## Topics in Finite and Discrete MathematicsWritten for a broad audience of students in mathematics, computer science, operations research, statistics, and engineering, this textbook presents a short, lively survey of several fascinating non-calculus topics in modern applied mathematics. Coverage includes probability, mathematical finance, graphs, linear programming, statistics, computer science algorithms, and groups. A key feature is the abundance of interesting examples not normally found in standard finite mathematics courses, such as options pricing and arbitrage, tournaments, and counting formulas. The only prerequisite is a course in pre-calculus, although the added sophistication attained from studying calculus would be useful. |

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### Contents

Preliminaries | 1 |

12 Summation | 4 |

13 Mathematical Induction | 8 |

14 Functions | 17 |

15 The Division Algorithm | 23 |

16 Exercises | 28 |

Combinatorial Analysis | 34 |

23 Permutations | 36 |

63 Applications of the Maximum Flow Problem | 160 |

632 The Tournament Win Problem | 163 |

633 The Transshipment Problem | 166 |

634 An Equipment Selection Problem | 167 |

64 Shortest Path in Digraphs | 170 |

65 Exercises | 175 |

Linear Programming | 180 |

72 Transforming to the Standard Form | 184 |

24 Combinations | 40 |

25 Counting the Number of Solutions | 45 |

26 The InclusionExclusion Identity | 47 |

27 Using Recursion Equations | 52 |

28 The Pigeonhole Principle | 61 |

29 Exercises | 63 |

Probability | 70 |

32 Probability Experiments Having Equally Likely Outcomes | 74 |

33 Conditional Probability | 77 |

34 Computing Probabilities by Conditioning | 80 |

35 Random Variables and Expected Values | 85 |

36 Exercises | 94 |

Mathematics of Finance | 97 |

42 Present Value Analysis | 100 |

43 Pricing Contracts via Arbitrage | 104 |

432 Other Examples of Pricing via Arbitrage | 107 |

44 The Arbitrage Theorem | 111 |

45 The Multiperiod Binomial Model | 116 |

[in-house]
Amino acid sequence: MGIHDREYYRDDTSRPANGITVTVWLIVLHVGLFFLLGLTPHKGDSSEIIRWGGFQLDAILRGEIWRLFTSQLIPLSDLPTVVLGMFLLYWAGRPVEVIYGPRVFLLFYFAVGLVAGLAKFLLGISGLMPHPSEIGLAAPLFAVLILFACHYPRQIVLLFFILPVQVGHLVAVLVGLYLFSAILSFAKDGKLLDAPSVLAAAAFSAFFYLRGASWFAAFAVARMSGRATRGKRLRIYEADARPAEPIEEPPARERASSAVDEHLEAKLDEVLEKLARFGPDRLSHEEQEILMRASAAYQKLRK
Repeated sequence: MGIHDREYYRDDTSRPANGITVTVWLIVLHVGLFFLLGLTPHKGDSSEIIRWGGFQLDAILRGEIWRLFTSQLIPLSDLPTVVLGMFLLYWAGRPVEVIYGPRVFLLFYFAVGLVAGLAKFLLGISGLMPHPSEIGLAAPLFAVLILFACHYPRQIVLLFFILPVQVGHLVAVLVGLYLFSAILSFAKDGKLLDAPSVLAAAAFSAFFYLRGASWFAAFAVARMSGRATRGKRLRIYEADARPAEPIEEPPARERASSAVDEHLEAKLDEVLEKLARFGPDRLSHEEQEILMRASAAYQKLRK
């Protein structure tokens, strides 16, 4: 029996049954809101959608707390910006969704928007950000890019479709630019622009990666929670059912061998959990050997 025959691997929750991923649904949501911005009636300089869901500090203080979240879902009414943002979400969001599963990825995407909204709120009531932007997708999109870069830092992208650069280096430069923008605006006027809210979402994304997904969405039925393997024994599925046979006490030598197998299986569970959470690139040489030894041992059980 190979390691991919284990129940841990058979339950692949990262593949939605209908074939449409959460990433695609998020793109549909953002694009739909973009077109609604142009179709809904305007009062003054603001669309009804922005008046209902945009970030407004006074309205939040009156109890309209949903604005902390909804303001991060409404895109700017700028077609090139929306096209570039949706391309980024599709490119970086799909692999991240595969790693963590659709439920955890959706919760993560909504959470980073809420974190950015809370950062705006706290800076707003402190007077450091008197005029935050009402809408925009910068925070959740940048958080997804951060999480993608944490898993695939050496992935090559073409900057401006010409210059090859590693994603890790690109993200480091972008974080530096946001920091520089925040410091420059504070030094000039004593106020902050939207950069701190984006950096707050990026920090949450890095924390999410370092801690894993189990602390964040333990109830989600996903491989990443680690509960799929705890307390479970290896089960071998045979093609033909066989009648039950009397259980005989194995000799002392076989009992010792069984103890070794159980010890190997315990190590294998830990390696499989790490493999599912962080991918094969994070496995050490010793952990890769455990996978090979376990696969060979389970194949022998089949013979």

451 The BlackScholes Option Pricing Formula | 120 |

46 Exercises | 121 |

Graphs and Trees | 124 |

52 Trees | 127 |

53 The Minimum Spanning Tree Problem | 131 |

54 Cliques and Independent Sets | 134 |

55 Euler Graphs | 142 |

56 Exercises | 144 |

Directed Graphs | 150 |

721 Minimization and WrongWay Inequality Constraints | 185 |

722 Problems with Variables Unconstrained in Sign | 186 |

73 The Dual Linear Programming Problem | 188 |

74 Game Theory | 194 |

75 Exercises | 199 |

Sorting and Searching | 203 |

83 The Quicksort Algorithm | 206 |

84 Merge Sorts | 209 |

85 Sequential Searching | 210 |

86 Binary Searches and Rooted Trees | 212 |

87 Exercises | 218 |

Statistics | 220 |

93 Summarizing Data Sets | 223 |

932 Sample Variance and Sample Standard Deviation | 225 |

94 Chebyshevs Inequality | 227 |

95 Paired Data Sets and the Sample Correlation Coefficient | 229 |

96 Testing Statistical Hypotheses | 232 |

97 Exercises | 233 |

Groups and Permutations | 237 |

102 Permutation Graphs | 243 |

103 Subgroups | 244 |

104 Lagranges Theorem | 249 |

105 The Alternating Subgroup | 254 |

106 Exercises | 259 |

263 | |

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### Common terms and phrases

algorithm amount arbitrage arbitrage theorem balls beads betting strategy binomial bubble sort called choose consider constraints contain Corollary cost cycle data set data values defined denote the number determine digraph directed graph divisor dual edge capacities equal equation equivalent event Example Exercise experiment Figure Find finite follows function Hence identity implies induction hypothesis instance integer interest rate inversions investment Lagrange's theorem least Lemma mathematical induction max-flow min-cut theorem maximal maximum flow problem minimal nonnegative normal subgroup number of comparisons number of different number of edges number of elements obtain option path permanently labeled pigeonhole principle player positive integer possible outcomes preceding probability vector Proof Proposition prove purchase quicksort random variable result rooted tree s-t cut sample correlation coefficient sample mean sample space sequence smallest Solution standard linear program subgroup subsets Suppose vertex